Charlie Rangel's Defiance; Remembering Ted Stevens; Terror Suspects at Guantanamo Bay

This is a rush transcript of "Special Report With Bret Baier" from August 10, 2010. This copy may not be in its final form and may be updated.


REP. CHARLIE RANGEL, D-N.Y.: All I'm saying i s if it is the judgment for people here, for whatever reason, that I resign, then, heck, have the Ethics Committee expedite this. Don't leave me swinging in the wind until November.

If this is an emergency and I think it is to help our local and state governments out, what about me? I don't want anyone to feel embarrassed or awkward. Hey, if I was you, I may want me to go away, too. I am not going away. I am here.


BRET BAIER, ANCHOR: In a rambling, often emotional speech on the House floor today, Congressman Charlie Rangel defended himself, saying he is not going anywhere. He used a point of personal privilege allowing really up to an hour of speech on the House floor. He took up 37 minutes to make his case. Republicans were quick to pounce, putting out this statement: "It's official -- House Speaker Nancy Pelosi's most ethical Congress in history has turned into a three-ring circus." We have this, plus the Maxine Waters charges -- both appear headed to a trial in the Ethics Committee this fall.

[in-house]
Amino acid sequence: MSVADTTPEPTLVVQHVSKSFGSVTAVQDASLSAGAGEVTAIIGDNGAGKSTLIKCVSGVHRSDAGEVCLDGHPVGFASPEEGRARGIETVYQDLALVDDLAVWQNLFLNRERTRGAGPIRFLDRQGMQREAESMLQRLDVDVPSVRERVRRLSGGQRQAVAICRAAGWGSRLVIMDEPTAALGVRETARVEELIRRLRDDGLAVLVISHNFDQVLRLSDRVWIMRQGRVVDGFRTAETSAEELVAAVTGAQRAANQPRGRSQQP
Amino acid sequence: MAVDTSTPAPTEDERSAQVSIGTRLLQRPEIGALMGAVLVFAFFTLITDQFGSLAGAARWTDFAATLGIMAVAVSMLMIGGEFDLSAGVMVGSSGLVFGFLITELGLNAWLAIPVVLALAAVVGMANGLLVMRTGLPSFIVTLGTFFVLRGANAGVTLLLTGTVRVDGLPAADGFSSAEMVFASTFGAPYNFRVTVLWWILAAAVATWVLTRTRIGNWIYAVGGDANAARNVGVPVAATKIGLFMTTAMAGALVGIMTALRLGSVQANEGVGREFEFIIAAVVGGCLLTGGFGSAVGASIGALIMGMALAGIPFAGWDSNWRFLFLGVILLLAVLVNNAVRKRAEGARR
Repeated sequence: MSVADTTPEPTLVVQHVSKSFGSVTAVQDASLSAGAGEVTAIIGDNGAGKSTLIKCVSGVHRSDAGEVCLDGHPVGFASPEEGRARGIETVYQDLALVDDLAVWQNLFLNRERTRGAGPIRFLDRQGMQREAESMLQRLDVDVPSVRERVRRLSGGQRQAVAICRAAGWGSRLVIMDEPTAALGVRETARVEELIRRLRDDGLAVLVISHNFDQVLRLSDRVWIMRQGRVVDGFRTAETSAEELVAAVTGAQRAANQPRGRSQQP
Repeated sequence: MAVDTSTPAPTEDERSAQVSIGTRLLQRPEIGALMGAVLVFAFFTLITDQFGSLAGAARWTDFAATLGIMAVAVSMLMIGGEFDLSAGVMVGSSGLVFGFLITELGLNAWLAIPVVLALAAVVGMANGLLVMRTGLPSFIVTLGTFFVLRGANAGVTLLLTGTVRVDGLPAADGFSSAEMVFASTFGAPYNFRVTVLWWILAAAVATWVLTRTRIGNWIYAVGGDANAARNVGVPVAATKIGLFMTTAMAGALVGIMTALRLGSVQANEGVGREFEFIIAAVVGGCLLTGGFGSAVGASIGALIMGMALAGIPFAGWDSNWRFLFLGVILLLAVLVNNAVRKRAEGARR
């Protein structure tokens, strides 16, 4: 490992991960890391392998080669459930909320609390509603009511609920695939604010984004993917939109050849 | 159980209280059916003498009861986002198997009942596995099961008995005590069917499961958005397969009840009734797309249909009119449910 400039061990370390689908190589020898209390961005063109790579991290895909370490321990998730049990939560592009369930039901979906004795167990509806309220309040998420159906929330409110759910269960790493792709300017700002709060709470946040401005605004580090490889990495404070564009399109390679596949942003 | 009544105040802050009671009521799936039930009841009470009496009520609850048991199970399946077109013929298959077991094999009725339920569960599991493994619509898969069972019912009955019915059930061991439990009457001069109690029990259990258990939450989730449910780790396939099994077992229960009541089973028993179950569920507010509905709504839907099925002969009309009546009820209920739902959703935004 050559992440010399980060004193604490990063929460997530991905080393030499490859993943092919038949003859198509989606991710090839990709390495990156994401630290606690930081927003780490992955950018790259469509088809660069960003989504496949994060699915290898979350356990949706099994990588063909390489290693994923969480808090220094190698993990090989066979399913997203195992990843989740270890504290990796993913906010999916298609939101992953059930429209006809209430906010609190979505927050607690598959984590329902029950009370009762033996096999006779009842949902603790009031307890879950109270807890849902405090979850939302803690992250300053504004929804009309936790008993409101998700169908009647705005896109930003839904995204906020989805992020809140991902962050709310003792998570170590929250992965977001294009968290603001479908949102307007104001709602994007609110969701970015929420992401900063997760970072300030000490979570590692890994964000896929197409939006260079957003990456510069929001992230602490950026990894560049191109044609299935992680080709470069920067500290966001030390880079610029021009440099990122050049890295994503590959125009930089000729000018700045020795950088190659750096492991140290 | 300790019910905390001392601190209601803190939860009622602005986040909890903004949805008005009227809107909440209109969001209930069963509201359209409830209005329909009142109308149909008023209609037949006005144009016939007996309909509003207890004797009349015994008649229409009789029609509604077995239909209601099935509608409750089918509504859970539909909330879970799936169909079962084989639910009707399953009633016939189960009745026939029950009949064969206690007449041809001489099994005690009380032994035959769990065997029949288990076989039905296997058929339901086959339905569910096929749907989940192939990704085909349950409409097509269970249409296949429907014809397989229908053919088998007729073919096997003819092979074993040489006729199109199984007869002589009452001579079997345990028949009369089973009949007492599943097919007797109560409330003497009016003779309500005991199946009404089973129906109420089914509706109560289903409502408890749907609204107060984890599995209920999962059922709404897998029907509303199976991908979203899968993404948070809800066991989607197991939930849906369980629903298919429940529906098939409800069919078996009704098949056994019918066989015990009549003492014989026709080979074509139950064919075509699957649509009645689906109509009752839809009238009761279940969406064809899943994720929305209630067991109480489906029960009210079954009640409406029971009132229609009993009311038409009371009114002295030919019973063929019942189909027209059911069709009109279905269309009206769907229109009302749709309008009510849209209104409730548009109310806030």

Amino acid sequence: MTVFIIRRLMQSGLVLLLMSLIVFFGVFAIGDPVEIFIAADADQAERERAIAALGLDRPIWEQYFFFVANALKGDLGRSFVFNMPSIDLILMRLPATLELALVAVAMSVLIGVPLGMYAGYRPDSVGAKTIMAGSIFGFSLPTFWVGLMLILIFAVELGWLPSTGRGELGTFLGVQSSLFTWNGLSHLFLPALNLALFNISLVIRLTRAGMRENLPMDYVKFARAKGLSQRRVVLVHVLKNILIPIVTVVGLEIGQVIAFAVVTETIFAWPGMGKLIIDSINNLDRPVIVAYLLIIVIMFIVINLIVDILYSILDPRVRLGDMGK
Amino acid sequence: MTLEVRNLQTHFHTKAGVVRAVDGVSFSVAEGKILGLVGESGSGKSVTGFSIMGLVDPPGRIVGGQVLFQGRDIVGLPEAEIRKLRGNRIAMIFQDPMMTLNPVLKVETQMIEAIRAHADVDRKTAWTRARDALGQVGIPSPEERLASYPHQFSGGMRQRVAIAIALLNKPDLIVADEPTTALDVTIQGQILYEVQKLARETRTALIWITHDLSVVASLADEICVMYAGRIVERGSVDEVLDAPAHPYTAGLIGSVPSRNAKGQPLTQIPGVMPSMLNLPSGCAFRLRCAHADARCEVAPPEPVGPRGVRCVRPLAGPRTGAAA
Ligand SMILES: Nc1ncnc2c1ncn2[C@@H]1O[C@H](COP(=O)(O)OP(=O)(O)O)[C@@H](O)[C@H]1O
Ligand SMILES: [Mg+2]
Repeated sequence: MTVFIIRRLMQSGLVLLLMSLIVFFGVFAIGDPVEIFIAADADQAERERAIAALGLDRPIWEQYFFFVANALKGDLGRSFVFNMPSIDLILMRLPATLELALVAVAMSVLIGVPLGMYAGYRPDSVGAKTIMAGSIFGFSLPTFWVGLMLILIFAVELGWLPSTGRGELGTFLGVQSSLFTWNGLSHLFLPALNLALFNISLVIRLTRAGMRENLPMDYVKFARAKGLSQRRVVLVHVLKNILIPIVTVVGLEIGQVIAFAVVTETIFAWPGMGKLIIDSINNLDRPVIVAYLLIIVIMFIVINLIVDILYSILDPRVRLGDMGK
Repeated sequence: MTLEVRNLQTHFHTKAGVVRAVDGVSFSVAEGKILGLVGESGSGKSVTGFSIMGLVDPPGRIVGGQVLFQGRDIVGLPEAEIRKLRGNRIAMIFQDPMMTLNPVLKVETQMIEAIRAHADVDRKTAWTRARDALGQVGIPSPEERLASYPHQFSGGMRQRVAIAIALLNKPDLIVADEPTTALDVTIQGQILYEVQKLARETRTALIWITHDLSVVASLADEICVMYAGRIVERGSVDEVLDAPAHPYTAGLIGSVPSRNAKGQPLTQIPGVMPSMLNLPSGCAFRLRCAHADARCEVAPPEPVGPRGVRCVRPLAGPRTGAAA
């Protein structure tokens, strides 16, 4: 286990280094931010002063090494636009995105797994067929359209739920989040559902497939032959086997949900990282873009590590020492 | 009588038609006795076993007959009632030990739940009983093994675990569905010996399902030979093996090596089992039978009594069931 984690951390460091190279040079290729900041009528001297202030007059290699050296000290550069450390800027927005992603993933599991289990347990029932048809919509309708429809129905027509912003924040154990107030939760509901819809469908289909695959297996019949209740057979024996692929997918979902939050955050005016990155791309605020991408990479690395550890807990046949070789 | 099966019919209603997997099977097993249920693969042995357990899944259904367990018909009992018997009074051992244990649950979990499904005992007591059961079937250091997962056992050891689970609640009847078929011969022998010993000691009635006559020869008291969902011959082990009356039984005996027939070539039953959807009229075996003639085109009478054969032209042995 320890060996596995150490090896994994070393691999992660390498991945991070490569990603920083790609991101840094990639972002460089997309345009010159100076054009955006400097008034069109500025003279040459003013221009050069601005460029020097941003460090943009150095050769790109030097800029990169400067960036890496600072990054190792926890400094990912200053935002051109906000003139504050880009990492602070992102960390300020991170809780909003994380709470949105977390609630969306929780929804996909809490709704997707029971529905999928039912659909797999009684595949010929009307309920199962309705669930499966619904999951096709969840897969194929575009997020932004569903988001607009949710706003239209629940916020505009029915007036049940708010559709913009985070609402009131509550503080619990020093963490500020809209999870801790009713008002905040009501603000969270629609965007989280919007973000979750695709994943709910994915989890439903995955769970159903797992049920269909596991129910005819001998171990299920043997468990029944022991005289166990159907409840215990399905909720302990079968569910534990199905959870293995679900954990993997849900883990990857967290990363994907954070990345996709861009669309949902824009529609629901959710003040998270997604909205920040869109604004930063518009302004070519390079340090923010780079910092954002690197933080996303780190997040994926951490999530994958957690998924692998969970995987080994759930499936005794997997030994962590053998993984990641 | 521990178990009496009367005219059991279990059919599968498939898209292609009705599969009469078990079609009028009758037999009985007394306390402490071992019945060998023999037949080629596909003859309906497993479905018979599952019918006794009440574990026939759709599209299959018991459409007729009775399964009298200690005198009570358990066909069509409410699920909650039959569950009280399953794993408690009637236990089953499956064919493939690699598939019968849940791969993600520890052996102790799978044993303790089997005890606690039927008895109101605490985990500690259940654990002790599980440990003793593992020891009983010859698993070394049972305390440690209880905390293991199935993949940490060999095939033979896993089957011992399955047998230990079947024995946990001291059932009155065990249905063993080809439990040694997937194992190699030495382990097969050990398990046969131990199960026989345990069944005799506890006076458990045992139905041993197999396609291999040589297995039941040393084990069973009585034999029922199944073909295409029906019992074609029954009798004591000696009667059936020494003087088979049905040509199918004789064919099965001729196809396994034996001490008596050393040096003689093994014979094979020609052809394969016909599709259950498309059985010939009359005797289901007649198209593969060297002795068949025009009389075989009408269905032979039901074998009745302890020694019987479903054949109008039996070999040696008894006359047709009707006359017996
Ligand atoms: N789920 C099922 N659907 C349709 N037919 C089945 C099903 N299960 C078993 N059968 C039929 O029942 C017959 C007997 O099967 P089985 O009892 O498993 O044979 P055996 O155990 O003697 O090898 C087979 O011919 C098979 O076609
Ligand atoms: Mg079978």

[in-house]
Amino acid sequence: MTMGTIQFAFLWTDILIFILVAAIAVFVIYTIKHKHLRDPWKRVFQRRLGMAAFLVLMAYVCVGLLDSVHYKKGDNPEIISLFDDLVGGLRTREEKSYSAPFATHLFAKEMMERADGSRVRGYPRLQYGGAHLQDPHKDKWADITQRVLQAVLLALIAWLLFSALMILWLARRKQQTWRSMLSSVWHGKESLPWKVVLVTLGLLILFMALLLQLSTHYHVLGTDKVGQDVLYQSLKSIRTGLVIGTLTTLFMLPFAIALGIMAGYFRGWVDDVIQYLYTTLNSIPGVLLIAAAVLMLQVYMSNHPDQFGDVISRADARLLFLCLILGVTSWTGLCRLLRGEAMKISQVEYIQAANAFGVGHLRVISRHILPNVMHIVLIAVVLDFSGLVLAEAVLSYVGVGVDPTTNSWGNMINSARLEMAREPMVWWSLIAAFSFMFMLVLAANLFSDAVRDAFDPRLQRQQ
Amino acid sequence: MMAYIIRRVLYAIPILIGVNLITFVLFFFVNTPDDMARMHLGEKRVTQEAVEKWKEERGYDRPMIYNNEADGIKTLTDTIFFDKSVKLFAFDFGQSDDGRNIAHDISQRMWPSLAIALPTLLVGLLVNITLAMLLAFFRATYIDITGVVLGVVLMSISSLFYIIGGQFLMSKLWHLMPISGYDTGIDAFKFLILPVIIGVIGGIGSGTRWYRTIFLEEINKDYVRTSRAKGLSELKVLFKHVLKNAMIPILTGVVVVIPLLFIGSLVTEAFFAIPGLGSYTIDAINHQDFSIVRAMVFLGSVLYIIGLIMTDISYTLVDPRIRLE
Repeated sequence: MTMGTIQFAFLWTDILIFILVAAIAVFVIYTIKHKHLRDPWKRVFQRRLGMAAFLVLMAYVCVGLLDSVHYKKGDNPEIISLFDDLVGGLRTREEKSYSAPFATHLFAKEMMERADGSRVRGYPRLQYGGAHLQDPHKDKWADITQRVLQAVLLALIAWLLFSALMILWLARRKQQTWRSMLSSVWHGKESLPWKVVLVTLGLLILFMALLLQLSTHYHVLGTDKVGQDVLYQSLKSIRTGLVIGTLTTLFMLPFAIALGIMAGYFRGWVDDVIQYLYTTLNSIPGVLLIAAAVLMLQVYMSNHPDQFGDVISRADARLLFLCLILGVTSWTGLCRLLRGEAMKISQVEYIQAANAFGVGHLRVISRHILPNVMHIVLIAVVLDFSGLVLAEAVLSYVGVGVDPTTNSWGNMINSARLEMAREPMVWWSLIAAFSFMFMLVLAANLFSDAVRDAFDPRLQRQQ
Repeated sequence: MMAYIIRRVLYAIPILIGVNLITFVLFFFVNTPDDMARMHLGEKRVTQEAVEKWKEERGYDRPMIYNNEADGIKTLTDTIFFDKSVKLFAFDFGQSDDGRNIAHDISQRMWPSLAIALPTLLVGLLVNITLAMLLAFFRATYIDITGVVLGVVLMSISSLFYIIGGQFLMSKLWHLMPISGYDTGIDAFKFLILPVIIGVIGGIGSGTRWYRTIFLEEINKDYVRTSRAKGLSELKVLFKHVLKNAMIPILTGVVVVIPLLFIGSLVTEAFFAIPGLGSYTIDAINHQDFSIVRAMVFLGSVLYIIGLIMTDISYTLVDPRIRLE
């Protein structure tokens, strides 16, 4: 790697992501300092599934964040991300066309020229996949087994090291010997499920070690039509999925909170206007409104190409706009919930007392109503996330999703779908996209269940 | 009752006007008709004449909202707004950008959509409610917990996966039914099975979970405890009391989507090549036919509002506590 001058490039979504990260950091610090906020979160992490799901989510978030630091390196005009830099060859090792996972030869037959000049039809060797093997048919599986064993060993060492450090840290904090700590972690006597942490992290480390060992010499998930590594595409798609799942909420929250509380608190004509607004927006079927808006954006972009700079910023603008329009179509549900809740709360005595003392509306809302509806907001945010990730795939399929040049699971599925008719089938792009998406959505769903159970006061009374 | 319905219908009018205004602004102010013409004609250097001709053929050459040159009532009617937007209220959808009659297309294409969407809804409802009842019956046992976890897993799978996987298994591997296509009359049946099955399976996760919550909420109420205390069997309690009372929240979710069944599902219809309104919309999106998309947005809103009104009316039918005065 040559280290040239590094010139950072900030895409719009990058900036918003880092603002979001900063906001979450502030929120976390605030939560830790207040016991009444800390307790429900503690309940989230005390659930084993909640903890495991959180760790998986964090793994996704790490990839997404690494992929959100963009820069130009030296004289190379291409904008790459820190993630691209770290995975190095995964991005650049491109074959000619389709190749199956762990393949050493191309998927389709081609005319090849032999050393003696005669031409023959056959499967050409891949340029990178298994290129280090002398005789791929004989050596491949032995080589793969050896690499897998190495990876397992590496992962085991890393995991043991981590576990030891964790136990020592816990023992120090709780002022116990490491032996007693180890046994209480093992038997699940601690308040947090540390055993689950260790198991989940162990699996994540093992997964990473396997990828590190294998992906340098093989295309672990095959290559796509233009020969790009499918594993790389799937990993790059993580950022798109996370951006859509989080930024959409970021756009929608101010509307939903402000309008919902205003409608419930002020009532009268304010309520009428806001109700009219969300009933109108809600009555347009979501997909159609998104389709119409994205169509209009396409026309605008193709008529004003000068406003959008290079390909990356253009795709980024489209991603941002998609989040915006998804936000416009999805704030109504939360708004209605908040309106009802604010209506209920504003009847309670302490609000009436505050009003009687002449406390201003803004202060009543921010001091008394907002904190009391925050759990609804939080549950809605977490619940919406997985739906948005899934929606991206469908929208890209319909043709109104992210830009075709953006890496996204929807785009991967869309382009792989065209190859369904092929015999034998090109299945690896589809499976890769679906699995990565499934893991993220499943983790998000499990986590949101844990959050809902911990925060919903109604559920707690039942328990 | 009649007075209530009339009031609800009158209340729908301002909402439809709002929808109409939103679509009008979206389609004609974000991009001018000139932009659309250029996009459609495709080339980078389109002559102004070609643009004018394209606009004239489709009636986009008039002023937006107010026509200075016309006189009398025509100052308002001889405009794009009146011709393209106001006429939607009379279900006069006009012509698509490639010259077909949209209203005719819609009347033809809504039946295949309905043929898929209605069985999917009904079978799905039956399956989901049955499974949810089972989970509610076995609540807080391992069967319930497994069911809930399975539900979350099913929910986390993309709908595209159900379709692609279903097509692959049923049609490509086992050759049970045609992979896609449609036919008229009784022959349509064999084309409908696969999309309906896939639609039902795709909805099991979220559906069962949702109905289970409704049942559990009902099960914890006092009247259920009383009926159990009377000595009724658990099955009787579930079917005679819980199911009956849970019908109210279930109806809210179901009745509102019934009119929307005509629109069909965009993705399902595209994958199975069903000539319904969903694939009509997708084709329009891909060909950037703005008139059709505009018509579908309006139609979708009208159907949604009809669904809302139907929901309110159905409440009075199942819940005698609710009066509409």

Let's bring in our panel, Steve Hayes, senior writer for The Weekly Standard; Juan Williams, news analyst for National Public Radio, and syndicated columnist Charles Krauthammer.

Charles, what about this? I mean, it was fairly historic and it was definitely a spectacle.

CHARLES KRAUTHAMMER, SYNDICATED COLUMNIST: It was. As you say, it was rambling and disjointed, but also poignant. He looked a little bit lost.

But I think there was actually one very clear point he tried to make, and I think it reflected what his lawyers said at the time when the charges were read a few weeks ago. We were trying to understand at the time, and I think he made it clear. He is willing to concede, and he did on the floor, that he made misjudgments, he'd made errors, he'd been sloppy, negligent. He pushed the rules a bit, overdid the perks. I think he confessed, admitted all of that, essentially apologized.

But what he refused to do was to admit any corruption, that he sold his office. You know it has to do with center he was setting up and the way he solicited funds. He said look, I grabbed stationery and it had the wrong stationery head, that's not a hanging offense.

And I think that is why, what is so hard to understand -- why wouldn't you accept reprimand, avoid a trial, stay in your seat and have it over with? He refuses to accept it because -- he'll admit to anything, but he won't admit to charges that imply that he sold his office. And that's where he makes his stand.

And I commend him on, you know, his integrity, or at least his belief he didn't -- that he didn't transgress in that case and he should defend himself.

BAIER: Juan, at one point he actually threw down the gauntlet, challenging his colleagues. Take a listen to this:


RANGEL: We judge the conduct of our own members. If I can't get my dignity back here, then fire your best shot in getting rid of me through expulsion.


BAIER: That was something.

JUAN WILLIAMS, NEWS ANALYST, NATIONAL PUBLIC RADIO: Yes, because, you know what, Charlie Rangel doesn't think he did anything wrong.